Monday, May 28, 2018

Millennials Share, But Boomers Buy

If you think all the Baby Boomers are retiring, it might be wise to keep in mind that Baby Boomers have a different philosophical view when it comes to “retirement.”

Maybe that’s because the average Baby Boomer feels nine years younger than his or her actual chronological age.

Or that Boomers – age 55+ – account nearly half of consumer spending, up 2% YOY.

Sure, 61% of Millennials tweet, so a lot, but Millennials, currently only account for 11% of consumer spending, which is down 3% YOY. This doesn’t mean marketers should ignore them, of course, but they shouldn’t become a marketer’s obsession either!

There’s more, so take a look at what we had to say in Laurie Petersen’s Whole Foods Magazine article, “Don’t Call Us Old! Reaching Boomers Where They’re At.”

Oh, one more thing marketers should keep in mind; Age is no barrier when it comes to buying.


Find out more about what makes customer loyalty happen and how Brand Keys metrics is able to predict future consumer behavior: brandkeys.com. Visit our YouTube channel to learn more about Brand Keys methodology, applications and case studies. 


Monday, April 30, 2018

The Secret of Victoria’s Secret’s Sag

If you ask leading questions whereby respondents tell you what they say they think, instead of telling you what they really think, the result will be unfavorable scores.

Oh, and you can’t blame #MeToo for everything.

Read more here.




Find out more about what makes customer loyalty happen and how Brand Keys metrics is able to predict future consumer behavior: brandkeys.com. Visit our YouTube channel to learn more about Brand Keys methodology, applications and case studies.:

Sunday, April 08, 2018

Why Retail is So Hard

You'd think that between the Internet, pricing apps, fast-fashion, and just-plain smarter consumers, Retail would have enough to deal with.

But no, it’s never that simple. Just when a sector thinks they have it figured out, another paradigm shifts and you have to start all over.

Happily, emotional engagement metrics can help to identify shifting category values 12 to 18 months ahead of traditional research. Retail being no exception.

What new value-based barricades does Retail have to storm now?

For an answer we invite you to read, Total Retail’s “How Politicsand Hashtags Changed the Face of Retail.”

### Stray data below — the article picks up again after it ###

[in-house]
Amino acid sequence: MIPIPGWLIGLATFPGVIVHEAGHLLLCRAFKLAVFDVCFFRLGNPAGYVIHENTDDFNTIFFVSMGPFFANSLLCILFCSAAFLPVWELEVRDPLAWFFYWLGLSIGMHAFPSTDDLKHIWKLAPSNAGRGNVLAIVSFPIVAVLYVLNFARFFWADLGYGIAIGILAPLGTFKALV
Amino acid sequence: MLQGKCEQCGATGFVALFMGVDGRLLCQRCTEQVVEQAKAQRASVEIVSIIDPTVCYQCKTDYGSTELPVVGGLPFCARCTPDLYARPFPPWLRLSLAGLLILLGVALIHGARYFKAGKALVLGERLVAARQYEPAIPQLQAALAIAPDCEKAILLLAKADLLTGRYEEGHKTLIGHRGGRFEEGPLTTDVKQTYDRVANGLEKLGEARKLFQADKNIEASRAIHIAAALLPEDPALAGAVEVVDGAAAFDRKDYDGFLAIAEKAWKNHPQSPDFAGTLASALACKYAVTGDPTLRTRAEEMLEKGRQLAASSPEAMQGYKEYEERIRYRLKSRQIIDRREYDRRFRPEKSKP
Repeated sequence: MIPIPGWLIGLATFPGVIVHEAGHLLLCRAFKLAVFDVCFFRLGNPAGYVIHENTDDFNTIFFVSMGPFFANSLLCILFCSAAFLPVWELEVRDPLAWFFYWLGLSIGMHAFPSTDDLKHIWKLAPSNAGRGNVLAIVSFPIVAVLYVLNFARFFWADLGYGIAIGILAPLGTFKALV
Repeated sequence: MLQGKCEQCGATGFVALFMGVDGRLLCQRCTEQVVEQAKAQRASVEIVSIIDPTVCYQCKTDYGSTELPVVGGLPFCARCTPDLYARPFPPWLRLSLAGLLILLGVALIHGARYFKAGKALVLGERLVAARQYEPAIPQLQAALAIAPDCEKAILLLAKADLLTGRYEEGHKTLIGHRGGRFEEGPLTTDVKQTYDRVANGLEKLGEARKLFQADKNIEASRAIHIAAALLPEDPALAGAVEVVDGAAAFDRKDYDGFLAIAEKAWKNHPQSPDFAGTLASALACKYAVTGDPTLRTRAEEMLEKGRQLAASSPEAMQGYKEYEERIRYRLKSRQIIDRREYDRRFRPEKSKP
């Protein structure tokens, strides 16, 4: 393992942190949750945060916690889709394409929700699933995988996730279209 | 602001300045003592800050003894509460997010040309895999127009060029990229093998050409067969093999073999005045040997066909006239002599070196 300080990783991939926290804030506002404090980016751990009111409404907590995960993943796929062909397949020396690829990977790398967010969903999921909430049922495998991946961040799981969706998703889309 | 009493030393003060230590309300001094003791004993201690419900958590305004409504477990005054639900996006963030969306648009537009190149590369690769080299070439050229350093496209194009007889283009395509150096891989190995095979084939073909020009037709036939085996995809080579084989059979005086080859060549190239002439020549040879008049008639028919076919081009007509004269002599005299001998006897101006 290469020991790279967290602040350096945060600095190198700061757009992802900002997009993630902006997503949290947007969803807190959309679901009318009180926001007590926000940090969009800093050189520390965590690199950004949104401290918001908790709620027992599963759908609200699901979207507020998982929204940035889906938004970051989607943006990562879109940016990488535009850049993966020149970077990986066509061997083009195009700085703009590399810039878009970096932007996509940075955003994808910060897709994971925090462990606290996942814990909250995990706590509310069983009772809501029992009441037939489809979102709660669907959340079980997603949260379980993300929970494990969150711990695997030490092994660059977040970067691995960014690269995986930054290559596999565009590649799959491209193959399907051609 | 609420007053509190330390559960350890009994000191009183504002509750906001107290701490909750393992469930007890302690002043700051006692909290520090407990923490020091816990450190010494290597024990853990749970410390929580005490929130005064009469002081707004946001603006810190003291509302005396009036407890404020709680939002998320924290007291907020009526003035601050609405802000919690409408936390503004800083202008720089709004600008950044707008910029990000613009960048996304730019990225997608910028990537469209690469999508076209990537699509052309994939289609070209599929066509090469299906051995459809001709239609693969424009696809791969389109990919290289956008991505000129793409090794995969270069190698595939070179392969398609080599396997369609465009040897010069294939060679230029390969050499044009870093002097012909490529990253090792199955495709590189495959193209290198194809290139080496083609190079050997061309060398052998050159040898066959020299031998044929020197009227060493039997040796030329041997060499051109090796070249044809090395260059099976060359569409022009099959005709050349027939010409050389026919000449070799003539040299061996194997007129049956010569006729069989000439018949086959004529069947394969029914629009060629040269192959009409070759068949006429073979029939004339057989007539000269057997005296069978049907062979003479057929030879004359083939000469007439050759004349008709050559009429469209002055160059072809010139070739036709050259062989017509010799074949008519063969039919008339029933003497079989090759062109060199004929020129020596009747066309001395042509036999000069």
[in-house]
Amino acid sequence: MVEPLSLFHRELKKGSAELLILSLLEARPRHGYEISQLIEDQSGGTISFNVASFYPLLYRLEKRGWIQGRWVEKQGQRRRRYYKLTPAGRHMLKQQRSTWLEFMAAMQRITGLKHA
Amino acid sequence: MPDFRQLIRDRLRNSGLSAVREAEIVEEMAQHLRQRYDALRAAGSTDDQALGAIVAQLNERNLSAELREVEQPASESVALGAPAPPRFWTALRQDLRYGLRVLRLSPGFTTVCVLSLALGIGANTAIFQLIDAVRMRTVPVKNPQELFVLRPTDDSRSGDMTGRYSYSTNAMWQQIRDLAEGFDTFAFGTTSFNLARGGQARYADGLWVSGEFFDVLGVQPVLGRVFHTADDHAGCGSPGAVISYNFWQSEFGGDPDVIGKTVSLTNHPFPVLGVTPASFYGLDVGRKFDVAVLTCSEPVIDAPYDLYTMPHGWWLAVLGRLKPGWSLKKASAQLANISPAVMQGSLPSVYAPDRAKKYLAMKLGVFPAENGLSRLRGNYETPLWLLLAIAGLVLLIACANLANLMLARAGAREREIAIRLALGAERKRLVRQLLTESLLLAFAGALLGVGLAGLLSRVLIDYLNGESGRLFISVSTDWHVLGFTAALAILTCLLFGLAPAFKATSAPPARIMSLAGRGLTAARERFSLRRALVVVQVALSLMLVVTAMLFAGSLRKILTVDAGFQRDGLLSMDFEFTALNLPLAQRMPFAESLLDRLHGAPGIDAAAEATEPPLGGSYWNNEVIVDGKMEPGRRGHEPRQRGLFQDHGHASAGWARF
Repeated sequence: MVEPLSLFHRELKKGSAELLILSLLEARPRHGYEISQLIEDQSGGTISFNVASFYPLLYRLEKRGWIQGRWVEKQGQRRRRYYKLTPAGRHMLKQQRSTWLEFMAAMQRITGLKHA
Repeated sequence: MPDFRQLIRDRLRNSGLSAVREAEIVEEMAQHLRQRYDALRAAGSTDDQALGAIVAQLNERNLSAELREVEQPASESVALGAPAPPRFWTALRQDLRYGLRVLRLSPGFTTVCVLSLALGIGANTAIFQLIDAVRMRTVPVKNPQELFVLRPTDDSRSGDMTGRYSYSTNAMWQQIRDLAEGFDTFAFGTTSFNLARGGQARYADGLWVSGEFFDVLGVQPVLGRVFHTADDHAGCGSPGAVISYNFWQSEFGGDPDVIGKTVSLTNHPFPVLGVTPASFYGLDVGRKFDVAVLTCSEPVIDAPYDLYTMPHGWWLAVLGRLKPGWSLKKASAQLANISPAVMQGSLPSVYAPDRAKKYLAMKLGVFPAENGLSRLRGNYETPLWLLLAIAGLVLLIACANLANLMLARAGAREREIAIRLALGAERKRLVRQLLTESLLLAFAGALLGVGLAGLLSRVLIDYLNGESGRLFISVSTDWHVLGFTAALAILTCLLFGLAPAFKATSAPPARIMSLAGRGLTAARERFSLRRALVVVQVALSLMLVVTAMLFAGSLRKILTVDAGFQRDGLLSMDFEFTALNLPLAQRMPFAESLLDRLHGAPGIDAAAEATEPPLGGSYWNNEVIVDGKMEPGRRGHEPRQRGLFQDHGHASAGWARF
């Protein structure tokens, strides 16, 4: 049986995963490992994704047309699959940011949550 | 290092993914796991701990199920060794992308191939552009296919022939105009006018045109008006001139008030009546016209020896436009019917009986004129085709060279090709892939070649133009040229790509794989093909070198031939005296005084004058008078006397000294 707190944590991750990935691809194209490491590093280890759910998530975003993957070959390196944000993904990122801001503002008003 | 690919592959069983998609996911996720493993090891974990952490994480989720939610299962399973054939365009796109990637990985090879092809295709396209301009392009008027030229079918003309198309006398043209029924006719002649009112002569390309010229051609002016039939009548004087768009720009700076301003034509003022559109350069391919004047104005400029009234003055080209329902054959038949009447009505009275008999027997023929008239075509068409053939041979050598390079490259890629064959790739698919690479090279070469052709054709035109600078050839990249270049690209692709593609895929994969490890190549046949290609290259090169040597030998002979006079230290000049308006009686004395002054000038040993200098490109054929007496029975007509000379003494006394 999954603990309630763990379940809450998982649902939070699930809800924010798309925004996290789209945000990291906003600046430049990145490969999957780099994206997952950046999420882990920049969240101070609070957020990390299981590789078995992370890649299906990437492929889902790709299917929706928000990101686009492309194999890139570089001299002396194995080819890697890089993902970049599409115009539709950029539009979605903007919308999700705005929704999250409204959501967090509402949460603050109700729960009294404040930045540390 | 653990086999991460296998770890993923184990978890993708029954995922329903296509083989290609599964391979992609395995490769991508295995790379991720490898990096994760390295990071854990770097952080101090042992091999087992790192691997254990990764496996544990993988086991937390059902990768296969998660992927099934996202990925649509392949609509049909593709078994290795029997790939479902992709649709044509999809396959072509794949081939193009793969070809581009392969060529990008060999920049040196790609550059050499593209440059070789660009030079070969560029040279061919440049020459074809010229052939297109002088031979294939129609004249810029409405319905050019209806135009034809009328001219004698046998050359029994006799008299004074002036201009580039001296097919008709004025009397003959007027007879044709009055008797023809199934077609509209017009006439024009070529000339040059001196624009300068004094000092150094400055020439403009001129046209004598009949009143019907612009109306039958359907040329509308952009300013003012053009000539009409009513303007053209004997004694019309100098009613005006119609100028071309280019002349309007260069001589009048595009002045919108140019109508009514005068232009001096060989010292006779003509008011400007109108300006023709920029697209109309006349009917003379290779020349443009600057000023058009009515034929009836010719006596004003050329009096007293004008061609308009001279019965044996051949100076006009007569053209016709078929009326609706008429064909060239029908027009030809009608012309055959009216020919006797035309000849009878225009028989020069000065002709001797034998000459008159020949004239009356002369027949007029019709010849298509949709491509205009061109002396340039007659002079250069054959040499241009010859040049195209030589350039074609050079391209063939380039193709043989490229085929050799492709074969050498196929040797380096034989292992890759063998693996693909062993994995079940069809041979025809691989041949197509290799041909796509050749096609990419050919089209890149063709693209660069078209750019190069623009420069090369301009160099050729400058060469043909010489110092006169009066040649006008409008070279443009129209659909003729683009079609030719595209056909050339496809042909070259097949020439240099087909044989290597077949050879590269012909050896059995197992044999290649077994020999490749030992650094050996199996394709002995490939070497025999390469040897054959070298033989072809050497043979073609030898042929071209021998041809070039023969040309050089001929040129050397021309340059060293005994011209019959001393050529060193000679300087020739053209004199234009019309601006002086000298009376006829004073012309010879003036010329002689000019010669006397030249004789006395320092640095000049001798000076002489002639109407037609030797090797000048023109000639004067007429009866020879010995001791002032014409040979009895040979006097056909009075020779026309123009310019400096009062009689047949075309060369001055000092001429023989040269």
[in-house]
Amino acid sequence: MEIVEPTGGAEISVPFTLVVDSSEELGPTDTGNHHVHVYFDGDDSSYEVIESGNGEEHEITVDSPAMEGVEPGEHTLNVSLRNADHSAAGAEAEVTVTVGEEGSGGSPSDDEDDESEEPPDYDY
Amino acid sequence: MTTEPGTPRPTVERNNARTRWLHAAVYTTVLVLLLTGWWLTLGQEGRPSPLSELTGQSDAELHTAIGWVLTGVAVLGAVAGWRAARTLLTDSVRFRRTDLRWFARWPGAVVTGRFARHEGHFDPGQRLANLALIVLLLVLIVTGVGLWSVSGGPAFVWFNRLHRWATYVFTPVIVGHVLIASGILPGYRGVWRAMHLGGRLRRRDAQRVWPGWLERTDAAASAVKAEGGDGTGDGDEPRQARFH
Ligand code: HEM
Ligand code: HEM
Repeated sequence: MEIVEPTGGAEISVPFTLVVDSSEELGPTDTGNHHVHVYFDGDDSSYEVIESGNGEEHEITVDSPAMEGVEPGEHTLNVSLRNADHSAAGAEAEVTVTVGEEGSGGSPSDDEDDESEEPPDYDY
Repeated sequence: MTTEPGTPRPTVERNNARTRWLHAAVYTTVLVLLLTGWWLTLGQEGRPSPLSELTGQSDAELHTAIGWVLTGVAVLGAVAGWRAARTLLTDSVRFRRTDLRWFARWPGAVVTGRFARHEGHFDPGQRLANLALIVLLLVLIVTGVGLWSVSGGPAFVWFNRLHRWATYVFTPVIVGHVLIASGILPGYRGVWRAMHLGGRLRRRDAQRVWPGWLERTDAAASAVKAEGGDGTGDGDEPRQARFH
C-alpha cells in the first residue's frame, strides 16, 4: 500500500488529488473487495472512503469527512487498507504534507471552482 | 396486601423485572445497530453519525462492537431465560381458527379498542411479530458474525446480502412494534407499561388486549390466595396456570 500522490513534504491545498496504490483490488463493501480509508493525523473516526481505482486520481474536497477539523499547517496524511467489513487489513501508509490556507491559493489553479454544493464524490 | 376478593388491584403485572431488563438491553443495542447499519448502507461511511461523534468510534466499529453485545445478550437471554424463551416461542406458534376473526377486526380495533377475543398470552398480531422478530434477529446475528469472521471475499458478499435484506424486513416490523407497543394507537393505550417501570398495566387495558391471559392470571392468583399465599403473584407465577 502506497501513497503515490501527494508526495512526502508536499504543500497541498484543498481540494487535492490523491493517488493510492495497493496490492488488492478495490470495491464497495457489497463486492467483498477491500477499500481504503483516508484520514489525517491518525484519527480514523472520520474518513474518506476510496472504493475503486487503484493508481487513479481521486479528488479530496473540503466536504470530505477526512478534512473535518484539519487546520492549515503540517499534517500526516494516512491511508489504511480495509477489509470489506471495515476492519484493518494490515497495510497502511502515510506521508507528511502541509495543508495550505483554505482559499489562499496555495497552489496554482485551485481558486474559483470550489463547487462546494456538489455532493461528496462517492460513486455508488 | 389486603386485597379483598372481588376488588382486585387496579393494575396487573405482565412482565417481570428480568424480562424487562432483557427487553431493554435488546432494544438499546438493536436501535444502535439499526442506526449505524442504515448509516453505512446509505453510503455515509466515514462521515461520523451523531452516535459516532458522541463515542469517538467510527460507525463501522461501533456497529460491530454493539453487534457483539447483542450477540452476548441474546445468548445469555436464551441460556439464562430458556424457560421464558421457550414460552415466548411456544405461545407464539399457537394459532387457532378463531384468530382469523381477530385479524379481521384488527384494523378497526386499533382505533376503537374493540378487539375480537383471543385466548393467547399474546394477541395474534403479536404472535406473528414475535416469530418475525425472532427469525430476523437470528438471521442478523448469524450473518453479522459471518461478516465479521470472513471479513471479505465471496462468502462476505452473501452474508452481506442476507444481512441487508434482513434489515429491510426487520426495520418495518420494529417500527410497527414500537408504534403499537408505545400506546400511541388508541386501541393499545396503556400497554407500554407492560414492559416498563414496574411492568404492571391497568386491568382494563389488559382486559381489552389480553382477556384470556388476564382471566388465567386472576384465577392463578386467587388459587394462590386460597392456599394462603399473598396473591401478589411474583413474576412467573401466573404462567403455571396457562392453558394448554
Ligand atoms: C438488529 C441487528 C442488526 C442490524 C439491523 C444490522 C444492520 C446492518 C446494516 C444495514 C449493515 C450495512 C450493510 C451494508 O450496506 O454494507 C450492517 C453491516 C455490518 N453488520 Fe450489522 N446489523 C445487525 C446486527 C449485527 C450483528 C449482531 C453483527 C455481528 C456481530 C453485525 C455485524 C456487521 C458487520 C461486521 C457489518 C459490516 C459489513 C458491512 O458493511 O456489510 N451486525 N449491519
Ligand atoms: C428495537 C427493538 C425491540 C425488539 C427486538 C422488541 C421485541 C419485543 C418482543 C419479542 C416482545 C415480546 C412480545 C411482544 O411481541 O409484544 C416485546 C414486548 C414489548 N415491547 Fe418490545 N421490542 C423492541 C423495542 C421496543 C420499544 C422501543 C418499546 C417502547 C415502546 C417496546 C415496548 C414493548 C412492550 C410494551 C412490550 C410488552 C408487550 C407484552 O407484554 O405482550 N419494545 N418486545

We also think you’ll enjoy one of our What Happened? recordings, “Who Killed Retail?” The insights were based on predictive, emotional engagement measures. The outcomes? Well, let’s just say not every brands pays attention to important and shifting values.

If it helps, think of emotional engagement like a predictive tracking system for your category. 

Because values like these should always be on your brand's radar.


Find out more about what makes customer loyalty happen and how Brand Keys metrics is able to predict future consumer behavior: brandkeys.com. Visit our YouTube channel to learn more about Brand Keys methodology, applications and case studies. 

Tuesday, March 13, 2018

Are Demographics Dead?

Merriam-Webster dictionary defines “demographics” as the statistical characteristics of populations, such as age, gender, education, and income to identify markets.

They’re still very useful. Particularly for media targeting, but not so much for marketing any more.

A lot of marketers seem to think that if you get someone to engage with your brand at the start of their consumer lifecycle ­– barring some sort of brand or marketing disaster – you’ll keep them forever.

But that theory no longer works. Certainly not as well as it did 40 years ago. Or even 20 years ago.

Communication, customization, and context have changed the way consumers interact with brands. Their attitudes toward brands have changed. Their access to brands has changed. How consumers behave toward brands has changed. Hell, everything you knew has changed.

Well, everything but emotional engagement. That’s only gotten more important. Consumers respond more to the emotional than the rational and using emotional engagement to “define” audiences has been proven to boost brand consideration, ad effectiveness, and sales.

Want to see how?

We invite you to read a new study published in AdmapDefiningAudiences in the Fast Casual Category,” that shows how advertisers can more successfully segment audiences via emotional engagement and create more effective advertising. In most categories, up to six times more effective!

Unilever CMO Keith Weed recently called for brands to market “in segments of one.”

That one most important segment?

Emotional brand engagement.


Find out more about what makes customer loyalty happen and how Brand Keys metrics is able to predict future consumer behavior: brandkeys.com. Visit our YouTube channel to learn more about Brand Keys methodology, applications and case studies.